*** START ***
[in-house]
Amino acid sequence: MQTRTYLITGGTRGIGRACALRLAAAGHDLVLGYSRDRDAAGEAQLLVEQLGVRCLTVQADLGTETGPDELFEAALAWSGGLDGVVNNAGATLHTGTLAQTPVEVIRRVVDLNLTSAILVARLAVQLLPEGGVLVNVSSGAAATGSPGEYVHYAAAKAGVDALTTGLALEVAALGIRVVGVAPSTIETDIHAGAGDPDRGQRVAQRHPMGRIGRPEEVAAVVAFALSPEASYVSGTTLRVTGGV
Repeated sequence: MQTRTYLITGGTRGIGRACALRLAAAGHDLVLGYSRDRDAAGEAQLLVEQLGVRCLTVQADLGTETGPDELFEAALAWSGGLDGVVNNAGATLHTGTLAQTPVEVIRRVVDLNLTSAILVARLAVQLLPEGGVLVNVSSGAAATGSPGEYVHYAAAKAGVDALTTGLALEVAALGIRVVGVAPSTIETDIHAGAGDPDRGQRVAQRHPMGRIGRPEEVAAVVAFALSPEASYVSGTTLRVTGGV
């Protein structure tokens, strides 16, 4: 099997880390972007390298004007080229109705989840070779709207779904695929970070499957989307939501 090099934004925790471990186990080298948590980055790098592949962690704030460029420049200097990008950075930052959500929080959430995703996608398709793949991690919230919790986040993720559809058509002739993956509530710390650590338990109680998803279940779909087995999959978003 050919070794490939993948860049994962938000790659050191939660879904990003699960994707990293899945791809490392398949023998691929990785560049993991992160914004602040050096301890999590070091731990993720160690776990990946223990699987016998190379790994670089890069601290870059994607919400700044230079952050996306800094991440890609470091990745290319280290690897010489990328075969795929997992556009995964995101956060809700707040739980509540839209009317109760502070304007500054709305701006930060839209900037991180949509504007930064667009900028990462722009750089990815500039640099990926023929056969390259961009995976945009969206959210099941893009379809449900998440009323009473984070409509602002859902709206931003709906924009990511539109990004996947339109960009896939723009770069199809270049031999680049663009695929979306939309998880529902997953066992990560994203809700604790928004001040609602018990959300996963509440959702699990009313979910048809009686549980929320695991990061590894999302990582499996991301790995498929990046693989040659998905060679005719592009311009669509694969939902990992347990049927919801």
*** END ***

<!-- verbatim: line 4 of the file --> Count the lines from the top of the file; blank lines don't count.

């Protein structure tokens, strides 16, 4: 099997880390972007390298004007080229109705989840070779709207779904695929970070499957989307939501 090099934004925790471990186990080298948590980055790098592949962690704030460029420049200097990008950075930052959500929080959430995703996608398709793949991690919230919790986040993720559809058509002739993956509530710390650590338990109680998803279940779909087995999959978003 050919070794490939993948860049994962938000790659050191939660879904990003699960994707990293899945791809490392398949023998691929990785560049993991992160914004602040050096301890999590070091731990993720160690776990990946223990699987016998190379790994670089890069601290870059994607919400700044230079952050996306800094991440890609470091990745290319280290690897010489990328075969795929997992556009995964995101956060809700707040739980509540839209009317109760502070304007500054709305701006930060839209900037991180949509504007930064667009900028990462722009750089990815500039640099990926023929056969390259961009995976945009969206959210099941893009379809449900998440009323009473984070409509602002859902709206931003709906924009990511539109990004996947339109960009896939723009770069199809270049031999680049663009695929979306939309998880529902997953066992990560994203809700604790928004001040609602018990959300996963509440959702699990009313979910048809009686549980929320695991990061590894999302990582499996991301790995498929990046693989040659998905060679005719592009311009669509694969939902990992347990049927919801």